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own vomit after being held in a face down restraint. we took a look at 18 of these children between ages 04 and 18. the purpose of our work was to evaluate the facts and circumstances for each of these cases. this included interviewing numerous people, along with reviewing police reports, autopsies, court records, and other evidence. the facts and circumstances we found for these cases were similar to those for the hundreds of allegations. let me briefly describe three of these cases. first, the monitors show a picture of christina kilmer at the age of aid. christina was born with cerebral palsy and later diagnosed with autism. at the age of for her mother noticed that she was coming home from her preschool class --
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preschool class is in west virginia with bruises on her arms, chest, and legs. it turns out that she was being restrained in something that looked like an electric chair. this chair had a high back and leather straps across the arms, chest, and legs. the teacher had restrained her in his chair because she was being uncooperative. kristina wet her pants while being restrained in his chair. according to a mother, christina would act in an uncooperative way when she needed to use the restroom. second, the monitors showed a picture of jonathon carry at the age of 13 with his father. jonathan was intellectually did- disabled and artistic. at the age of 11, a private school in new york secluded him in his room for extended time frames.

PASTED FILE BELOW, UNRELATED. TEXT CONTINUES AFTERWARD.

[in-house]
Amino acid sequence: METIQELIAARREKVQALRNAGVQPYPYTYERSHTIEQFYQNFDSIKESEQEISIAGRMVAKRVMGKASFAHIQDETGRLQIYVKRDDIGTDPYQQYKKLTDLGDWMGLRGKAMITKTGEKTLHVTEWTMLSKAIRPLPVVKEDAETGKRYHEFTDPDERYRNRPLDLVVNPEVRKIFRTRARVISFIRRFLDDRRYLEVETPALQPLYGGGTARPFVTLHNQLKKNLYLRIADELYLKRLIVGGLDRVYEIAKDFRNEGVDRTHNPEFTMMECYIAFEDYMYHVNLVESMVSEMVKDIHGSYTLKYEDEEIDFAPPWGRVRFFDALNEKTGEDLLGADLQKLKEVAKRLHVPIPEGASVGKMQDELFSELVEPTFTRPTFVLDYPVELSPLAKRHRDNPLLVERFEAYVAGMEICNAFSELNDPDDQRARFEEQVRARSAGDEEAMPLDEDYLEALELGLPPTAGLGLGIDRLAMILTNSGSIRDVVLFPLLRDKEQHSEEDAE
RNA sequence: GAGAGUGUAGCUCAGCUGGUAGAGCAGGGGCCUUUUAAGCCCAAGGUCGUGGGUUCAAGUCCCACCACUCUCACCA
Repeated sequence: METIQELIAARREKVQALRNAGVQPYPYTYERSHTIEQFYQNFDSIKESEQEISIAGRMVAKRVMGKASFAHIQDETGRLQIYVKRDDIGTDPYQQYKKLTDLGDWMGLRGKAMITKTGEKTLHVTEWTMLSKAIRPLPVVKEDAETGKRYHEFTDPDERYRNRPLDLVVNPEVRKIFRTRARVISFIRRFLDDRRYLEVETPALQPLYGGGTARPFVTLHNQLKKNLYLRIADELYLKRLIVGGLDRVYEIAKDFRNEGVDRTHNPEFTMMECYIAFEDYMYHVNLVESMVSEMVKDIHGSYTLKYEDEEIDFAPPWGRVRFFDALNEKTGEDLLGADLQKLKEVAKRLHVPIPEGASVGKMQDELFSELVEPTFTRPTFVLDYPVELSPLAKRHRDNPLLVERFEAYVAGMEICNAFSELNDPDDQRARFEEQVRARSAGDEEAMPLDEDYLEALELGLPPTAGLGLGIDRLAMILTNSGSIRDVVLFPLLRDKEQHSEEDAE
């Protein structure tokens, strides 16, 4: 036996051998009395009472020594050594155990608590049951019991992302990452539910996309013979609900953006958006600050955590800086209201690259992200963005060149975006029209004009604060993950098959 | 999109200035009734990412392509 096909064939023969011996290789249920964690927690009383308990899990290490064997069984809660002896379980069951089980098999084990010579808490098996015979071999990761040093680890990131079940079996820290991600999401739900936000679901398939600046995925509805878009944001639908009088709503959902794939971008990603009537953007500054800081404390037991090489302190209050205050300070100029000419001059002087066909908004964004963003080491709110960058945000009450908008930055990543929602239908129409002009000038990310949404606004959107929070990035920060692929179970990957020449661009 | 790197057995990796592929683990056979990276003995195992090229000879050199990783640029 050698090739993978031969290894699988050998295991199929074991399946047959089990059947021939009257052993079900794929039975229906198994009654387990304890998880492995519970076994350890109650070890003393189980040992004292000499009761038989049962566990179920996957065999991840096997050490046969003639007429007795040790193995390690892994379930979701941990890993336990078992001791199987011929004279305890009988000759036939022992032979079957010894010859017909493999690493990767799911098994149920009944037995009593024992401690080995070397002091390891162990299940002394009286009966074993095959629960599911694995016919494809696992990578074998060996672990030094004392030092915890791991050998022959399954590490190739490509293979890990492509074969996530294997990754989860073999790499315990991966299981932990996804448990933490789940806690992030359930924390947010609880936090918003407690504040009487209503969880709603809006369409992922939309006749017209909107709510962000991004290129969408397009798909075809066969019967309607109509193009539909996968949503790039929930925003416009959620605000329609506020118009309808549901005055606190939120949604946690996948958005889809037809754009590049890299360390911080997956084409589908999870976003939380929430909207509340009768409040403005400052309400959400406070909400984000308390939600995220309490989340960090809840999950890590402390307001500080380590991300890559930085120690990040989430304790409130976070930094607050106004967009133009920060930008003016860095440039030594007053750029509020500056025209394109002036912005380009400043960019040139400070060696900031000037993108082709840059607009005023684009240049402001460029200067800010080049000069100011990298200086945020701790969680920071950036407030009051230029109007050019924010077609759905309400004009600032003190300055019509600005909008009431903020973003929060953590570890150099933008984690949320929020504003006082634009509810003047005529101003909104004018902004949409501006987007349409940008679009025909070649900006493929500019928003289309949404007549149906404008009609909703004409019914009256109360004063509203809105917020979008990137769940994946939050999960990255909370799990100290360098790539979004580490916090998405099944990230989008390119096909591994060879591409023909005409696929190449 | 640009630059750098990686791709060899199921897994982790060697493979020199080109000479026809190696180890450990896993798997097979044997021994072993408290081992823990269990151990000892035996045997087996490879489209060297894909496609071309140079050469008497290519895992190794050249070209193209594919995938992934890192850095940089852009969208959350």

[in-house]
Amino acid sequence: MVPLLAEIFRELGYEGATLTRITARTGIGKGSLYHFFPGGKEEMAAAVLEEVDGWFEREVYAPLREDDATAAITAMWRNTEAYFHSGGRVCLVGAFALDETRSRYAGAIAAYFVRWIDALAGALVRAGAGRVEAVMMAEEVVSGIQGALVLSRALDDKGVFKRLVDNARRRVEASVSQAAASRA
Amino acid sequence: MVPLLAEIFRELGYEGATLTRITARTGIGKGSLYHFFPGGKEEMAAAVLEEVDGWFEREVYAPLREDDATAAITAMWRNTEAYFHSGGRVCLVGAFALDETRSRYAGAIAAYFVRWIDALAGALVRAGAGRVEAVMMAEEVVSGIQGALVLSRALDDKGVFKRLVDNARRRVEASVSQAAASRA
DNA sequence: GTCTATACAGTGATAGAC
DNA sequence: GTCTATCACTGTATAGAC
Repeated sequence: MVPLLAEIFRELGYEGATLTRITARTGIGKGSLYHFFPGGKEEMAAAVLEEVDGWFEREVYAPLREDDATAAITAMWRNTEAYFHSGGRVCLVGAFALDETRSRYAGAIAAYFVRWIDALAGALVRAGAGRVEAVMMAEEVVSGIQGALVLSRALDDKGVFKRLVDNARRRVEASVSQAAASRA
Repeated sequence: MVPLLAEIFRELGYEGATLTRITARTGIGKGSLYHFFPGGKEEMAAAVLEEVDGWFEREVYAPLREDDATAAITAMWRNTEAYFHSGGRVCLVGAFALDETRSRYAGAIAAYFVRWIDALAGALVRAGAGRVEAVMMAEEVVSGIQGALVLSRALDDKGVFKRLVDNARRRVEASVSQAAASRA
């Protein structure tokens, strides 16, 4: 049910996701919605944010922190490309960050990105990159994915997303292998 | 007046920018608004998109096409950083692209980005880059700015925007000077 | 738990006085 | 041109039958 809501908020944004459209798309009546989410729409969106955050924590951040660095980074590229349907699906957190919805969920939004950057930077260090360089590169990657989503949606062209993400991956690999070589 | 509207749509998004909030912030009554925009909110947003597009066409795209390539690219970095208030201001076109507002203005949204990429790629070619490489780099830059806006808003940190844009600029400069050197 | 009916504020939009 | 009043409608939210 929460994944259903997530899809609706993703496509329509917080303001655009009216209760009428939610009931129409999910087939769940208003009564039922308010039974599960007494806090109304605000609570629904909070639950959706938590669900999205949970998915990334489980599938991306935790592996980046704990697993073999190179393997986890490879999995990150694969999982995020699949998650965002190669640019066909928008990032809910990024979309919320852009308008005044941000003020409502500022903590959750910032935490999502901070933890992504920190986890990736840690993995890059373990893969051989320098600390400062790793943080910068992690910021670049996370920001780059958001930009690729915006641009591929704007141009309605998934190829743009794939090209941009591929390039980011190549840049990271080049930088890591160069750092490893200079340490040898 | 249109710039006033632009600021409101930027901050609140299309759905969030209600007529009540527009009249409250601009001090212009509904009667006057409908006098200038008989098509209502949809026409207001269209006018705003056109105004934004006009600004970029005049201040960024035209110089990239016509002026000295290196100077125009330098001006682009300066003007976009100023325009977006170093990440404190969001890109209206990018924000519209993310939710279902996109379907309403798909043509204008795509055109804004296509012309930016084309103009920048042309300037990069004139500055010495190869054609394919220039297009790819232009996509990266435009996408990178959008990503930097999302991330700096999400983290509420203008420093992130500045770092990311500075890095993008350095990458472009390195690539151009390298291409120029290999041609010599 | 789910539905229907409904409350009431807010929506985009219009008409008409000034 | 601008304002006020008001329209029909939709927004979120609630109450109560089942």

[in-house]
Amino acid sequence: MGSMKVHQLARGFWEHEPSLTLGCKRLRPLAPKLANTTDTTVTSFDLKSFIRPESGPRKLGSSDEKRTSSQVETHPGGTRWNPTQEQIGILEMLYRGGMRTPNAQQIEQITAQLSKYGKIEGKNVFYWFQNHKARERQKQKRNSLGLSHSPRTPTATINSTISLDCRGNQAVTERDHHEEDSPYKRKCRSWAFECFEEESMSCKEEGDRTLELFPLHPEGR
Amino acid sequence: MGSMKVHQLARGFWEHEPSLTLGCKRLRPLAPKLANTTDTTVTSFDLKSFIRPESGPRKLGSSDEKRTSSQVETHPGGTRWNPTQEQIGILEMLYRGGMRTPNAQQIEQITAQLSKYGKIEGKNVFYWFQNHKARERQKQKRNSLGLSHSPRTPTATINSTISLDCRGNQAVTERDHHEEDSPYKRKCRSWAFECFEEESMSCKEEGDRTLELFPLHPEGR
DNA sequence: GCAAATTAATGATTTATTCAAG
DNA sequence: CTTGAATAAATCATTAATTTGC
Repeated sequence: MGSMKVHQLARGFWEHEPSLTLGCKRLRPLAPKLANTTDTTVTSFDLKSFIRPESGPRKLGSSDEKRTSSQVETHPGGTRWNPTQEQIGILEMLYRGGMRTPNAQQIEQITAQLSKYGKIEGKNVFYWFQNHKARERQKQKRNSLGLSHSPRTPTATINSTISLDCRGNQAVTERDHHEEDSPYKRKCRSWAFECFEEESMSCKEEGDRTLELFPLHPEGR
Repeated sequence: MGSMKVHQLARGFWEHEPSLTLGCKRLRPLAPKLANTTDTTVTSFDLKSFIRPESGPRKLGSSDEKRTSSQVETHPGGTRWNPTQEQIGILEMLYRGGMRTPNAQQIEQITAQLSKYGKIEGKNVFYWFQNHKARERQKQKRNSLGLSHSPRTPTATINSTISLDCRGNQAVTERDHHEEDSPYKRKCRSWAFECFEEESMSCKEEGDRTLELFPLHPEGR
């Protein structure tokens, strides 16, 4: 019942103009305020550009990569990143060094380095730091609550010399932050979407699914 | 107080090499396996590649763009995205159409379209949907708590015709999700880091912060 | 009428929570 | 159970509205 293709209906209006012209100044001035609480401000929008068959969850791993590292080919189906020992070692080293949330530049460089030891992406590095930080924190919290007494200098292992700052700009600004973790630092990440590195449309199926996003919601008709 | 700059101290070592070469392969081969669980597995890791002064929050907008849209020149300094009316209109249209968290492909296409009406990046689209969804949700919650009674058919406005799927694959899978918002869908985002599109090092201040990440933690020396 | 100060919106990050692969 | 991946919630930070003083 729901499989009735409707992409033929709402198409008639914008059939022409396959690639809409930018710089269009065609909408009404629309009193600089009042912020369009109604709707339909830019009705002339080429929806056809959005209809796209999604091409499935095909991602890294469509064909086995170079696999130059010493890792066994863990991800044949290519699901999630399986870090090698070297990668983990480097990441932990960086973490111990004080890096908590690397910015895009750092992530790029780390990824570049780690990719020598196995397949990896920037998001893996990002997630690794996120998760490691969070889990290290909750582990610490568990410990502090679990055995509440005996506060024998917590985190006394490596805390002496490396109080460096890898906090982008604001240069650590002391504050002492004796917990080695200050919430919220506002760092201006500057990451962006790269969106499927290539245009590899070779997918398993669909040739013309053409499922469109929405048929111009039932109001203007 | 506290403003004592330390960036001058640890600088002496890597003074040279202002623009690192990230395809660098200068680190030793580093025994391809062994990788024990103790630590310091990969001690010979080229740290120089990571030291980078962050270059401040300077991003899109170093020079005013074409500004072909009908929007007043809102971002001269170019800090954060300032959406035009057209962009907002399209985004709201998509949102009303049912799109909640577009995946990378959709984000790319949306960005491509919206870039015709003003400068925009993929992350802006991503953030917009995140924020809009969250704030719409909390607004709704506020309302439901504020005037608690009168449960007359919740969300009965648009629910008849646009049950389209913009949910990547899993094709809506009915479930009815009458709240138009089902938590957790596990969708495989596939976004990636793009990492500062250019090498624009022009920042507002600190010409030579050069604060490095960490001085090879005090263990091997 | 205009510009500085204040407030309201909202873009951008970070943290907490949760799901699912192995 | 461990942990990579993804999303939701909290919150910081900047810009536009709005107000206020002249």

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he was also denied 40% of his regular meals for behavioral problems. his father removed him from the school after finding him lying naked in his own urine. although hard to believe, things got worse for jonathon when he was transferred to a state school for children with disabilities. while on a field trip, jonathon became disruptive in the school band and was restrained by an aide. jonathan died after this aid sat on top of him until he stopped breathing. third, the monitors showed a picture of christopher smith at the age of eight. christopher was diagnosed with attention deficit hyperactivity disorder. when he was 9-year-old he was secluded 75 times in the time out room uc shown on both monitors. although this room was unlocked,
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a staff person would hold the door shut so that christopher could not leave. you might wonder what this boy did it to be secluded in his room 75 different times. i have in my hand copies of the 75 locks that document these incidences. the monitors show excerpts from these logs. as you can see, christopher was being punished for making noises, waving his hands, chewing on his shirt and fidgeting. he teams from our 10 cases include, first, as i mentioned, most of these children had disabilities. the second, prone or the restraints the restrict breathing can be deadly. third, staff were not properly trained, and fourth, those found responsible for the abusive use of seclusion and restraint